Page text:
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Johnson Clears Path to Fiscal Stimulus

18 February 2020 by Dillon Lancaster

Last week as Boris Johnson was conducting his first cabinet reshuffle as prime minister, not many participants in the market gave it more than a cursory glance. That was until the news broke that Sajid Javid, Chancellor of the Exchequer, had resigned after refusing to dispose of his special advisors. Immediately all market participants, including us, became very interested.

Often seen as a number two to the PM, the chancellor is a hugely influential figure in government, deciding on the budgets of each department and giving final approval or denial to major policy. This dynamic can often lead to friction between the PM and chancellor (such as the often fractious relationship between Tony Blair and Gordon Brown), and it was well known towards the end of last year that tensions were arising within the current administration. While Johnson has been keen for a huge fiscal expansion to boost the UK economy, after years of austerity and Brexit uncertainty, it was known that Javid lent towards prudence, balancing the books and trying to veto potential tax cuts, among other proposals.

Johnson has replaced Javid with Rishi Sunak, previously Chief Secretary to the Treasury. Sunak is relatively new to frontline politics, having previously had a career in the markets – including at Goldman Sachs and the hedge fund TCIF. He is known to be a staunch Johnson supporter, having campaigned for him to become leader of the Conservative party and the country last year. It is therefore no surprise that he was willing to take the chancellor role without a designated advisory team and thus, it could be argued, highly reliant on and intertwined with the office of the PM. Johnson has centralised power and removed a sizeable obstacle to his fiscal plans.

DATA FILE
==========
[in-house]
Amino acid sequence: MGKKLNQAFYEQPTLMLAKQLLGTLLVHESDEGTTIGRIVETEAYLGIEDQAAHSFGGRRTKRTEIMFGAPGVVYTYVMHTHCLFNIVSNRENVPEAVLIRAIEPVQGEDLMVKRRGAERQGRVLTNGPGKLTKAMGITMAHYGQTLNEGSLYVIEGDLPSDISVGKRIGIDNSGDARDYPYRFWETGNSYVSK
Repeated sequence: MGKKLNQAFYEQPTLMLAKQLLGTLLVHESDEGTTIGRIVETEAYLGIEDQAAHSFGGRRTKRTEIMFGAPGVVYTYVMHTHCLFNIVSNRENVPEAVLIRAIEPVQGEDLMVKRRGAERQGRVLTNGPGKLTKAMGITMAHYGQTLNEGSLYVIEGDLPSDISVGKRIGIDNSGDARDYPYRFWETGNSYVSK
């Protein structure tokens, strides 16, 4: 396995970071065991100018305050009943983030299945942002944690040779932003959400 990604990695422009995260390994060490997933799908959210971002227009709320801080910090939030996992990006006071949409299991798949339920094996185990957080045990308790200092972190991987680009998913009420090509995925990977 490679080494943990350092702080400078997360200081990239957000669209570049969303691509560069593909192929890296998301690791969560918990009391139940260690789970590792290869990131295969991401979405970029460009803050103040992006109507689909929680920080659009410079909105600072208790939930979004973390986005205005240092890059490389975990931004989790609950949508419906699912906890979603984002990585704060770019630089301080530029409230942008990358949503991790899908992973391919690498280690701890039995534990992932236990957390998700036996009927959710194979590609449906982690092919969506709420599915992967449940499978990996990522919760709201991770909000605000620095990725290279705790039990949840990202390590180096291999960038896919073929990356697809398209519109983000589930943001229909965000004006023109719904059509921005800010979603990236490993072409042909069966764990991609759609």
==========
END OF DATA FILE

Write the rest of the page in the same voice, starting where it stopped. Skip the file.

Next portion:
Next month’s budget now has the green light to be Johnson’s fiscal bazooka, with tax cuts, housing schemes and infrastructure projects already mooted. Assuming the UK agrees a workable deal with the EU, we believe that investment and entrepreneurial spirit will return – supported and incentivised by new fiscal expansion that could lead the UK economy to outperform its forecasts in 2020 and 2021. And while the assumption of a smooth trade deal could be seen as optimistic, it seems the current UK growth forecasts of 0.8% and 1.4% for 2020 and 2021 respectively (according to the Bank of England) have a large amount of caution baked in. Consequently, we could see these numbers revised upwards after the forthcoming budget.

Finally, could UK fiscal expansion result in a change in policy further afield? Central bankers, politicians and commentators in Europe have been calling for more government action for some time now. Perhaps some positive results from the UK could finally lead to fiscal action in Europe as it looks across the channel to its ex-partner.

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